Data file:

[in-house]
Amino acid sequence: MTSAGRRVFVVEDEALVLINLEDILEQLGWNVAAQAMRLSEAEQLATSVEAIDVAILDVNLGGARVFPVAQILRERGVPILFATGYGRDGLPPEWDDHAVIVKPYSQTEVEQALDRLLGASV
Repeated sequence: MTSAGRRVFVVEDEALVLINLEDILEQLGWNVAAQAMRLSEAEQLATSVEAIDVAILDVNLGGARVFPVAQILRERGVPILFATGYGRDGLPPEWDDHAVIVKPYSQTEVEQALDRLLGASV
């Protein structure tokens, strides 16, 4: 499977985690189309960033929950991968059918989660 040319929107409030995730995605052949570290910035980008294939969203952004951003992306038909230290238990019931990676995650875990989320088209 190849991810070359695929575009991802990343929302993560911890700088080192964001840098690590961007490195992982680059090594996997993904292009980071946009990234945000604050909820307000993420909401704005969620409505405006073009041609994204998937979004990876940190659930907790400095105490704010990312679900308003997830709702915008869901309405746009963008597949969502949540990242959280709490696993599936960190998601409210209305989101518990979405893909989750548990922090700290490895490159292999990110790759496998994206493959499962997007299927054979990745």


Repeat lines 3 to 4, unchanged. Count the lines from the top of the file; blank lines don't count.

Repeated sequence: MTSAGRRVFVVEDEALVLINLEDILEQLGWNVAAQAMRLSEAEQLATSVEAIDVAILDVNLGGARVFPVAQILRERGVPILFATGYGRDGLPPEWDDHAVIVKPYSQTEVEQALDRLLGASV
């Protein structure tokens, strides 16, 4: 499977985690189309960033929950991968059918989660 040319929107409030995730995605052949570290910035980008294939969203952004951003992306038909230290238990019931990676995650875990989320088209 190849991810070359695929575009991802990343929302993560911890700088080192964001840098690590961007490195992982680059090594996997993904292009980071946009990234945000604050909820307000993420909401704005969620409505405006073009041609994204998937979004990876940190659930907790400095105490704010990312679900308003997830709702915008869901309405746009963008597949969502949540990242959280709490696993599936960190998601409210209305989101518990979405893909989750548990922090700290490895490159292999990110790759496998994206493959499962997007299927054979990745």